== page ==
The main objective of the STS-106 flight was preparation of the Zvezda module for arrival of the first resident crew. That crew, Expedition Commander Bill Shepherd, Soyuz Commander Yuri Gidzenko and Flight Engineer Sergei Krikalev, will launch in a Soyuz capsule from the Baikonur Cosmodrome in Kazakhstan in late October for a four-month mission aboard the ISS.
Dr. Edward Lu and Yuri Malenchenko conducted a 6½-hour space walk on the fourth day of the flight to hook up electrical, communications and telemetry cables between Zvezda and the Zarya Control Module. Lu and Malenchenko also installed a magnetometer to the exterior of Zvezda. The magnetometer serves as a three-dimensional compass designed to minimize Zvezda propellent usage by relaying information to the module's computers regarding its orientation relative to the Earth.
Scientific payloads included the Commercial Generic Bioprocessing Apparatus (CGBA), Aria-1, National Institutes of Health-B1 and Space Experiment Module-8. CGBA experiments explore the ways biological processes are affected by microgravity and may allow researchers to better understand the nervous system. Scientists also plan to use the CGBA to investigate growing human tissue for use in surgical procedures such as skin grafts and organ transplants and in developing medicines.
Aria-1 was an educational project that gave elementary and high school students an opportunity to be involved in hands-on space science. Aria-1 was a joint project of the School of Engineering and Applied Science of Washington University in St. Louis and the Cooperating School Districts, an educational consortium of 47 school districts in the greater St. Louis metropolitan area.
NIH.B1b investigated the effects of space flight on nervous system development and neuromuscular synapse formation in the embryos and larvae of Drosophila melanogaster, more commonly known as the fruit fly. This was the conclusion of the experiment started on STS-93.
Eye lenses, seeds, water, DNA, and steel were just some of the materials that were subjects of student research on the eighth flight of the Space Experiment Module (SEM) project. SEM is NASA's educational initiative to increase access to space for students from kindergarten to college. All together, 13 passive experiments were flown on STS-106.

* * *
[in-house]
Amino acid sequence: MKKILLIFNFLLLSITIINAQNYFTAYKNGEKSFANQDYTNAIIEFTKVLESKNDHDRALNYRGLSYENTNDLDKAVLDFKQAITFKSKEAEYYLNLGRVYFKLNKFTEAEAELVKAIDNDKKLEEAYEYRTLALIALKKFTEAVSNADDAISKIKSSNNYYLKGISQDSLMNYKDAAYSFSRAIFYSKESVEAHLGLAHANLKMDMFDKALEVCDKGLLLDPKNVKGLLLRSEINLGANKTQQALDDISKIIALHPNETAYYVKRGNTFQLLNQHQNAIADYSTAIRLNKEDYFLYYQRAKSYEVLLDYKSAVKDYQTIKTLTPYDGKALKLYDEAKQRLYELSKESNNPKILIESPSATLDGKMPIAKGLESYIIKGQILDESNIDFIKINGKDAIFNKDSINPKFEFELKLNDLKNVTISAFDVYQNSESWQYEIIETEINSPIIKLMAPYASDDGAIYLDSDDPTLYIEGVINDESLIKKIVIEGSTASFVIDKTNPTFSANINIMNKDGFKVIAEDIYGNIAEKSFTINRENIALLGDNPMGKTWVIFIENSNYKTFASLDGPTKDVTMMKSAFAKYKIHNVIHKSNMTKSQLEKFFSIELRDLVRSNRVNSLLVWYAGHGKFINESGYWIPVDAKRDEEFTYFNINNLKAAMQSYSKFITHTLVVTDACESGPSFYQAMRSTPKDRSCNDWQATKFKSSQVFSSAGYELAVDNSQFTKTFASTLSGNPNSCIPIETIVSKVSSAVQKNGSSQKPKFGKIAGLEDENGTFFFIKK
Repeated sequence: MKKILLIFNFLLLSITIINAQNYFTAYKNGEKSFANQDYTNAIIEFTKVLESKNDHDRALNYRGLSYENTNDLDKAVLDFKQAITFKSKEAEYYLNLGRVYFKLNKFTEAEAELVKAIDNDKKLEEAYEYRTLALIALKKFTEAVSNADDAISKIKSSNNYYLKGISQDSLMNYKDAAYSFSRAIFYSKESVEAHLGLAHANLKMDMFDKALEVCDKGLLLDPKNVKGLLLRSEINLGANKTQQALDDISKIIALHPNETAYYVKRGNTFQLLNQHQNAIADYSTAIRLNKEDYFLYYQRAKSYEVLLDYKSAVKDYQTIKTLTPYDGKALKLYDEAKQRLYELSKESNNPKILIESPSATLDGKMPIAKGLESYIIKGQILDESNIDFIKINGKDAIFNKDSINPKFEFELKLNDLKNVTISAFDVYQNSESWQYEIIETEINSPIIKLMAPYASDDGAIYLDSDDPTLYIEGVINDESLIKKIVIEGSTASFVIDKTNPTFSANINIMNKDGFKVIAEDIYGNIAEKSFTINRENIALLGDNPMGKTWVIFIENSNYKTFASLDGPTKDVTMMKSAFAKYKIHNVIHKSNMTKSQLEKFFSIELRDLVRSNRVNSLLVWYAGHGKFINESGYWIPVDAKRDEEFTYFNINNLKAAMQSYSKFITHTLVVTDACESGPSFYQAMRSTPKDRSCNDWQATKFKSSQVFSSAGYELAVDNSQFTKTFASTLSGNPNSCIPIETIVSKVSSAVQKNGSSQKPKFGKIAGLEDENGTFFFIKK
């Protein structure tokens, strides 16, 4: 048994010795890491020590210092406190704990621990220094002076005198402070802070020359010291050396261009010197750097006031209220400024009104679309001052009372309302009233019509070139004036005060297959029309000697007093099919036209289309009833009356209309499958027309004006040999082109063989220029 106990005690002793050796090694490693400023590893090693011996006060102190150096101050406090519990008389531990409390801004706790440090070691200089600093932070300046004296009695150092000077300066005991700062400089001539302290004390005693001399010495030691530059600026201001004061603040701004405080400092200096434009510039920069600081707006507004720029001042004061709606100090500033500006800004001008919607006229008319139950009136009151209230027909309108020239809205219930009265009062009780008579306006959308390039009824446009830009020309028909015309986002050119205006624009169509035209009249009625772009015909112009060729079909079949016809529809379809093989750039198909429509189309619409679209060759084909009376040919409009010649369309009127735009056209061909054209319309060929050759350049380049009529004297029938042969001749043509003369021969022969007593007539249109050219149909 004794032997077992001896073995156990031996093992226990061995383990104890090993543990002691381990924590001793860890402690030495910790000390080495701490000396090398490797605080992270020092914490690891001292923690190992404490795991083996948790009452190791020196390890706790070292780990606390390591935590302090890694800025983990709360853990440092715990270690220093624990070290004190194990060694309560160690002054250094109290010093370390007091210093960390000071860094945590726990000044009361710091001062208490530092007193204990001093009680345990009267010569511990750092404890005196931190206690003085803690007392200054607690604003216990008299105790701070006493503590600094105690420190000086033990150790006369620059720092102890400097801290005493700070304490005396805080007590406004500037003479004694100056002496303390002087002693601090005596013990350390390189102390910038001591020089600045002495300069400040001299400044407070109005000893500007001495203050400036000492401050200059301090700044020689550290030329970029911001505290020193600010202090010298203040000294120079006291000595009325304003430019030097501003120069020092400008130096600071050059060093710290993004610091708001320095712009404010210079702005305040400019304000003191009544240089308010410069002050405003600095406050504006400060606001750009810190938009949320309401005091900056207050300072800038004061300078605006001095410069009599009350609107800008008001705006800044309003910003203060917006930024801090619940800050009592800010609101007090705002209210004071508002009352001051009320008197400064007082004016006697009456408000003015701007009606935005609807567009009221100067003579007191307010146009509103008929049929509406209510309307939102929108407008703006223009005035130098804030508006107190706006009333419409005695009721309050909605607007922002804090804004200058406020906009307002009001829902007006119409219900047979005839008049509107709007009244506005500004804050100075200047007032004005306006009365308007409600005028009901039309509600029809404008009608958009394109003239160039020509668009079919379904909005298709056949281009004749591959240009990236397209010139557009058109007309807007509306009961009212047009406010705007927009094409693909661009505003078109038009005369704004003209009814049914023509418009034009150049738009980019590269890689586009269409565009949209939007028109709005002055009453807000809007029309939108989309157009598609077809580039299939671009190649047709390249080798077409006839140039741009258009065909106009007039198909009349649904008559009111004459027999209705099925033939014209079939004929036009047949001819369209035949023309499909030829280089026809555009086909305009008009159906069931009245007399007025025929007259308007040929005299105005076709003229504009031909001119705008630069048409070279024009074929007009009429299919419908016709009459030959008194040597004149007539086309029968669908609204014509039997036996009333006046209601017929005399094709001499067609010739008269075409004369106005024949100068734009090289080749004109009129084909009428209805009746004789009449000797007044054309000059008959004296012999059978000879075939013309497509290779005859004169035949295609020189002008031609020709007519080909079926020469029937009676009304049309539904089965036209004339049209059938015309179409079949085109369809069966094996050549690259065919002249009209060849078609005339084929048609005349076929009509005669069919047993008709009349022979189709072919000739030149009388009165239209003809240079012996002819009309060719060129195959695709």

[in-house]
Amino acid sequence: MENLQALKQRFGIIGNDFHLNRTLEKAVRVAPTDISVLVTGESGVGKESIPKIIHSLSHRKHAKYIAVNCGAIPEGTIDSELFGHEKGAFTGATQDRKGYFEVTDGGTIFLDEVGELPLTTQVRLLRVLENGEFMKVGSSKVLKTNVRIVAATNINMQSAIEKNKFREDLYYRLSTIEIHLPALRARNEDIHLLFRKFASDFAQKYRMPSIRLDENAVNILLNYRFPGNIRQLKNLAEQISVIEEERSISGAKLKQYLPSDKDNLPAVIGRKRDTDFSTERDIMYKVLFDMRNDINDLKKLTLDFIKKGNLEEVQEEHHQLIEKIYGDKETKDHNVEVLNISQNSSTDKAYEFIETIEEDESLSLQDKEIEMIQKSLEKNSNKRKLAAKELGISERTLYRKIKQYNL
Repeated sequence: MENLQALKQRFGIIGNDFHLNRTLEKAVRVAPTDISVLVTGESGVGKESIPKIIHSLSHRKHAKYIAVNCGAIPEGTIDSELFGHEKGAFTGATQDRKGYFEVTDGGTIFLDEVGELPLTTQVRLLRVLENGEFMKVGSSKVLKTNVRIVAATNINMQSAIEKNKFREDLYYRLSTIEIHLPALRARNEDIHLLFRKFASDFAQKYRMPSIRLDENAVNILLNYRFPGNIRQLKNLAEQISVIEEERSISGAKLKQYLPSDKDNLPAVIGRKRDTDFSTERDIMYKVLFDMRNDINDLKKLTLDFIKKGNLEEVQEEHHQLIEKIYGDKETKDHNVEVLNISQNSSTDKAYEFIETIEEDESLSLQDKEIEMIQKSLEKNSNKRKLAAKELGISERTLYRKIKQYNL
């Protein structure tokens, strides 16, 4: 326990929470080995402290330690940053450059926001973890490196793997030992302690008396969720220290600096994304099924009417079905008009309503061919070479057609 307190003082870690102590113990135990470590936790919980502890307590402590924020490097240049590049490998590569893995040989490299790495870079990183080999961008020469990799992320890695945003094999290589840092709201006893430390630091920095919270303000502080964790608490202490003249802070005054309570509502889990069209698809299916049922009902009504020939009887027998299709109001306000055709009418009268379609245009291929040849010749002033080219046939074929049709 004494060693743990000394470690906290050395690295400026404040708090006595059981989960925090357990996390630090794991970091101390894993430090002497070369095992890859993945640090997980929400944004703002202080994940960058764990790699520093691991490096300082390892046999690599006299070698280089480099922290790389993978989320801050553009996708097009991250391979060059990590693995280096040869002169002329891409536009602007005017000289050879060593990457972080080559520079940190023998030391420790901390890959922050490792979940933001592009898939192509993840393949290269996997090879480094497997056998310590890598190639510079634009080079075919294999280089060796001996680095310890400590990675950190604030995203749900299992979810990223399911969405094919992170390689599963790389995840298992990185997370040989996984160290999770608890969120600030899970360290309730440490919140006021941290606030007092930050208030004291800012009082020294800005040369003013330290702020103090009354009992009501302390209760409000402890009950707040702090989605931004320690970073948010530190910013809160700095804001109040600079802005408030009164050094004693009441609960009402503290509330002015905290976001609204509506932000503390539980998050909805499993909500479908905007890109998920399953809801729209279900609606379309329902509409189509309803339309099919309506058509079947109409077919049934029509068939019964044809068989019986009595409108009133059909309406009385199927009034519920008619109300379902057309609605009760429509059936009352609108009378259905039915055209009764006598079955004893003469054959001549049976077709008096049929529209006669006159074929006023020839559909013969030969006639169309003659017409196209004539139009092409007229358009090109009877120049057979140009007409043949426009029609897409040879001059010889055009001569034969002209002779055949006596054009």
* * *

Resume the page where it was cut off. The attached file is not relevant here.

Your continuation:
Detailed Supplementary Objectives (DSOs) flown on STS-106 were Spaceflight and Immune Function, Eye Movements and Motion Perception Induced by Off-Vertical-Axis Rotation (OVAR) at Small Angles of Tilt After Space Flight, Individual Susceptibility to Postflight Orthostatic Intolerance (Tilt Test), and Monitoring Latent Virus Reactivation and Shedding in Astronauts Using Saliva Kits. A DSO is a NASA-sponsored investigation performed by Space Shuttle crewmembers, who serve as the test subjects. These studies are designed to require minimal crew time, power, and stowage. Biomedical DSOs focus on operational concerns, including space motion sickness, cardiovascular deconditioning, muscle loss, changes in coordination and balance strategies, radiation exposure, pharmacokinetics and changes in the body's biochemistry.
Development Test Objectives (DTOs) flown during this mission were Crosswind Landing Performance, SIGI Orbital Attitude Readiness, and Single-String Global Positioning System. A DTO is a NASA-sponsored investigation that is performed by Space Shuttle crewmembers to evaluate new hardware and procedures involving the orbiter, its subsystems, and its support equipment.
On the tenth day of flight, Atlantis undocked from the space station, and a fly-around was conducted of the newly expanded station to allow photo documentation of the outpost. Two days later, Atlantis landed at the Kennedy Space Center in Florida.